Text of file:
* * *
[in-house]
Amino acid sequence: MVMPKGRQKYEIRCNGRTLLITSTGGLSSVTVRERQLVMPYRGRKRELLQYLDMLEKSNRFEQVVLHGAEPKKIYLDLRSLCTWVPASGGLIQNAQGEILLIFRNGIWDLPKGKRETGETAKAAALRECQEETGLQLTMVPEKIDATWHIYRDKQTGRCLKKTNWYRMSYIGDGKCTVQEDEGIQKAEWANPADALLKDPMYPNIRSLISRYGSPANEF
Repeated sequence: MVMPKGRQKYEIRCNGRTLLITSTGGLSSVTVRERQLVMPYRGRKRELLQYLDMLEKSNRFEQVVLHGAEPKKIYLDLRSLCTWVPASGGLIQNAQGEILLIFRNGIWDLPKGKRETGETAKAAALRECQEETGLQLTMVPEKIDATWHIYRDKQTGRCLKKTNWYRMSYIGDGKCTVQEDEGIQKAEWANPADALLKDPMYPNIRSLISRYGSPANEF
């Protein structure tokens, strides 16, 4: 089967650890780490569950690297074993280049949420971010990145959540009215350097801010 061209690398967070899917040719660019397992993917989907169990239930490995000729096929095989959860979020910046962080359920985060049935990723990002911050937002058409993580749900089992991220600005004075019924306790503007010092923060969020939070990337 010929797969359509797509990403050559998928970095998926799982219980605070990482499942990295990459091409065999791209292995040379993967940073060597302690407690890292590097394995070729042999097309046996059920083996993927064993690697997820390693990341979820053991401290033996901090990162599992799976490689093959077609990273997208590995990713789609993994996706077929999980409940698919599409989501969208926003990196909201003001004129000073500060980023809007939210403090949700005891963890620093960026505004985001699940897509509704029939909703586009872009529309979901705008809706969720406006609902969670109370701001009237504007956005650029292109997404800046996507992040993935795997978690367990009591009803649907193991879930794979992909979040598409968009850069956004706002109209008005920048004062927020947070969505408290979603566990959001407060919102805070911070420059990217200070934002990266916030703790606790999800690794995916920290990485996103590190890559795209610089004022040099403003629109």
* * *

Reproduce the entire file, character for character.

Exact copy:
[in-house]
Amino acid sequence: MVMPKGRQKYEIRCNGRTLLITSTGGLSSVTVRERQLVMPYRGRKRELLQYLDMLEKSNRFEQVVLHGAEPKKIYLDLRSLCTWVPASGGLIQNAQGEILLIFRNGIWDLPKGKRETGETAKAAALRECQEETGLQLTMVPEKIDATWHIYRDKQTGRCLKKTNWYRMSYIGDGKCTVQEDEGIQKAEWANPADALLKDPMYPNIRSLISRYGSPANEF
Repeated sequence: MVMPKGRQKYEIRCNGRTLLITSTGGLSSVTVRERQLVMPYRGRKRELLQYLDMLEKSNRFEQVVLHGAEPKKIYLDLRSLCTWVPASGGLIQNAQGEILLIFRNGIWDLPKGKRETGETAKAAALRECQEETGLQLTMVPEKIDATWHIYRDKQTGRCLKKTNWYRMSYIGDGKCTVQEDEGIQKAEWANPADALLKDPMYPNIRSLISRYGSPANEF
């Protein structure tokens, strides 16, 4: 089967650890780490569950690297074993280049949420971010990145959540009215350097801010 061209690398967070899917040719660019397992993917989907169990239930490995000729096929095989959860979020910046962080359920985060049935990723990002911050937002058409993580749900089992991220600005004075019924306790503007010092923060969020939070990337 010929797969359509797509990403050559998928970095998926799982219980605070990482499942990295990459091409065999791209292995040379993967940073060597302690407690890292590097394995070729042999097309046996059920083996993927064993690697997820390693990341979820053991401290033996901090990162599992799976490689093959077609990273997208590995990713789609993994996706077929999980409940698919599409989501969208926003990196909201003001004129000073500060980023809007939210403090949700005891963890620093960026505004985001699940897509509704029939909703586009872009529309979901705008809706969720406006609902969670109370701001009237504007956005650029292109997404800046996507992040993935795997978690367990009591009803649907193991879930794979992909979040598409968009850069956004706002109209008005920048004062927020947070969505408290979603566990959001407060919102805070911070420059990217200070934002990266916030703790606790999800690794995916920290990485996103590190890559795209610089004022040099403003629109």